Wednesday, November 09, 2011

Ten Photo Assignments (Rocky Nook) by Amanda Quintenz-Fiedler

Ten Photo Assignments (Rocky Nook)Ten Photo Assignments by Amanda Quintenz-Fiedler

My rating: 3 of 5 stars

Before you attain mastery of a craft, you must first learn the fundamental skills. I know a world class violinist whose teacher spent months having him practice picking up and properly holding his violin. Pianists spending hours on hours starting with scales and octaves. Chefs in their first jobs develop knife skills by cutting food. This book is trying to be the tutor for knife skills for digital photography. It may start out slow, but the goal is to master the tools of the photographer's craft, then you can create what you see in your mind.

For all the sophistication of some modern cameras, there are only a limited number of things that can be adjusted on a camera. Traditionally, it was shutter speed and aperture, and film speed (sensor) to a limited extent. And in digital SLR you also include white balance (instead of using filters). All the fancy features in cameras exist to do this, or help the photographer decide how to make these settings. But for the photographer to make these decisions instead of letting the camera do so, the photographer needs to know the consequences of these decisions. And the way to do that is to experience the difference. And this exercise comprises the majority of the assignments in this book.

The assignments here are very different then most lists of photographic assignments. Usually, when I think of photographic assignments it deals with shooting a specific subject under certain conditions. Here it is the learning of how to use a particular aspect of the camera. So one assignment is a test of how your camera light meter measures exposure, so you can see what your camera considers to be proper exposure, over exposed and underexposed. And when you come across a scene, you can determine what you should set the exposure as (i.e. above or below what the camera reads). The second assignment deals with lenses, so you spend time shooting with each lens you own, so you learn its characteristics at different apertures and have a visceral sense of what each focal length looks like. And so on with the many white balance modes, and different combinations of shutter speed and aperture with equivalent exposures. Not until you get to assignment seven do you start two assignments on composition and two assignments on lighting.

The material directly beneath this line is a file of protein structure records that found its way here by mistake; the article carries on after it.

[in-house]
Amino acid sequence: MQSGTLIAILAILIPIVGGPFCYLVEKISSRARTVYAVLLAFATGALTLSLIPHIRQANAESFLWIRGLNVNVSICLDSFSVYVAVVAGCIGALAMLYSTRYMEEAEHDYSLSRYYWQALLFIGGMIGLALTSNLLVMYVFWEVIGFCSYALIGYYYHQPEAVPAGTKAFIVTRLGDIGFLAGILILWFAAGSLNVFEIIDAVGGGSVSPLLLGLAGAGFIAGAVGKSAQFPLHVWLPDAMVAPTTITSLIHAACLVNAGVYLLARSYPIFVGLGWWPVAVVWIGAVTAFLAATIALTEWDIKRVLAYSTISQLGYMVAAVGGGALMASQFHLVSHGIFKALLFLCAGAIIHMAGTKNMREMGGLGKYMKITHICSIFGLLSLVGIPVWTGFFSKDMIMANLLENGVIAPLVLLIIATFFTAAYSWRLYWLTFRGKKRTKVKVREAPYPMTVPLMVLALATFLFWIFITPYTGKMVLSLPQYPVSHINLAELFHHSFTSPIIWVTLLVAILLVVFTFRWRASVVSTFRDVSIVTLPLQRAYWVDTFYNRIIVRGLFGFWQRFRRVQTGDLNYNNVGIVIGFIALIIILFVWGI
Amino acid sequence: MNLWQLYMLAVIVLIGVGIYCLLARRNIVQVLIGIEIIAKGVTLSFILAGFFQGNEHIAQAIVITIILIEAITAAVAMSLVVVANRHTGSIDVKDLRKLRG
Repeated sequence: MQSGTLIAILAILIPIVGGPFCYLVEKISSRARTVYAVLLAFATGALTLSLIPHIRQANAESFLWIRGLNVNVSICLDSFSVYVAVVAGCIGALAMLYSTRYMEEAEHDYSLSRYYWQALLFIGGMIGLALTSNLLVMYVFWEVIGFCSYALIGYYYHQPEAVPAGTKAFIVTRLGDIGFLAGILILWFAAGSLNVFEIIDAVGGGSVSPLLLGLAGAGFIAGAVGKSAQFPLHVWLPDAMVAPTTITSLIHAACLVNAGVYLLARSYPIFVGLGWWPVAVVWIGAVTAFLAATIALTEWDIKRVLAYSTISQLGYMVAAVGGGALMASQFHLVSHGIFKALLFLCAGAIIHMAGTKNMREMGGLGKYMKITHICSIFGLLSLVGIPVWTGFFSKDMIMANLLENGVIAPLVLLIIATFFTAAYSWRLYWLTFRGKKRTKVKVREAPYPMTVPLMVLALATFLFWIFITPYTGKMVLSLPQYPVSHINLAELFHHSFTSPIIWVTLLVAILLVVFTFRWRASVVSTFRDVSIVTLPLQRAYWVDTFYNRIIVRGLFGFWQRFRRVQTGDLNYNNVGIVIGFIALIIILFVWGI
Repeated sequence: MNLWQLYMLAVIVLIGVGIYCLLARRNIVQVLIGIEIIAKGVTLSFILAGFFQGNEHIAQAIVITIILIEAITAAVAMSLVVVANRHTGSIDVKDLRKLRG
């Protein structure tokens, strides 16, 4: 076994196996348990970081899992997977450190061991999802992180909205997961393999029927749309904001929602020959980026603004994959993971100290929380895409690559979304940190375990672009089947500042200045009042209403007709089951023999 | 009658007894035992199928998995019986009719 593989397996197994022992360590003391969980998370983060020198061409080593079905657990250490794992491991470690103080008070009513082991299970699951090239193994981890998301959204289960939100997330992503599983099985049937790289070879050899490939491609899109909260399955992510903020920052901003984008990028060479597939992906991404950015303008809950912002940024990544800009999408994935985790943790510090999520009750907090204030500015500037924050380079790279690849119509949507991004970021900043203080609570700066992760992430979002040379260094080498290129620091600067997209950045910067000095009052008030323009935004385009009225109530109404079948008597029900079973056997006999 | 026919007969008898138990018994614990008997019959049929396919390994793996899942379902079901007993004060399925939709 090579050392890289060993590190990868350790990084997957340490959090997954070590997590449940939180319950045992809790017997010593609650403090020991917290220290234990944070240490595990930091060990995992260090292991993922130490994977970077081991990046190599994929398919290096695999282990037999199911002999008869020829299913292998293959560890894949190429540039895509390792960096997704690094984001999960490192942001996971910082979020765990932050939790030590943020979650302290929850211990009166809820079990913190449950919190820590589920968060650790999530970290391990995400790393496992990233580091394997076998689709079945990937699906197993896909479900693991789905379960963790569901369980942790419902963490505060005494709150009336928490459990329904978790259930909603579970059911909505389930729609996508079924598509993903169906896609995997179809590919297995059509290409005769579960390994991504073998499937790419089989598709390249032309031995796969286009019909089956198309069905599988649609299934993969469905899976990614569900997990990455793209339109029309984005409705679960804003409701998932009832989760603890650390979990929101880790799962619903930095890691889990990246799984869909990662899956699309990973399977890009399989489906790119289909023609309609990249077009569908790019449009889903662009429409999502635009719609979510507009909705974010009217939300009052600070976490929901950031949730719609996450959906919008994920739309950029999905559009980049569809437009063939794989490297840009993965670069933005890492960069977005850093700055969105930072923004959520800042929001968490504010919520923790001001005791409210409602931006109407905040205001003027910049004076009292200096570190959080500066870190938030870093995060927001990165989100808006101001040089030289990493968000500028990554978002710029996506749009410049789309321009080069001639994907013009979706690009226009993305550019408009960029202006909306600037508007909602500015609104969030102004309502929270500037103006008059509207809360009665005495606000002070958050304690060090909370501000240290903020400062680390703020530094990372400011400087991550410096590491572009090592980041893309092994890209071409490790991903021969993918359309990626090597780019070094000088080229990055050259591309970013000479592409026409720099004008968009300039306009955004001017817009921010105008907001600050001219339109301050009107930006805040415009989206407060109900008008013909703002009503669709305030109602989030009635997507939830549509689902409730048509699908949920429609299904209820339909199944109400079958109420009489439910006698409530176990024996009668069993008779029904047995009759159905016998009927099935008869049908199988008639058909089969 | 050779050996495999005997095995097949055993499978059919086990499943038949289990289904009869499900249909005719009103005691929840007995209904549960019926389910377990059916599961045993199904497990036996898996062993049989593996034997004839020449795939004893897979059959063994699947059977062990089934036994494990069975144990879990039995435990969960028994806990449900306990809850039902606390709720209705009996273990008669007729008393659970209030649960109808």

Key to appreciating this book is recognizing it for what it is. The first six assignments of the ten are learning the tools of the photographer's craft. It makes you learn what your instrument can do and how it responds to your changes in controlled conditions, and asks questions so that you can reflect on the outcomes so that you develop an intuition on how the camera works, and you can make decisions when you get to the field. I don't think there is a readily available resource outside of a teacher that would lead you on this path. The last four are more pedestrian and generic. For learning composition and lighting there are many sources of exercises and photo assignments that can teach you more with more scenarios and challenges.

At its base level, photography is a craft and skill. And to learn it well you need to practice it deliberately until the fundamentals are sound and intuitive. This book will take you there. But its title is somewhat deceptive (and maybe there is no title that would work in a book like that) because it is not a standard set of assignments (and I dock a star just for that). Perhaps this book is the √Čtudes of digital photography, focusing on getting the technical aspects of photography right. But the artistry is something to be developed elsewhere.

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Note: I received a free electronic copy of this book as part of the O'Reilly Media Blogger program. More information on this book can be found at the 10 Photo Assignments web page
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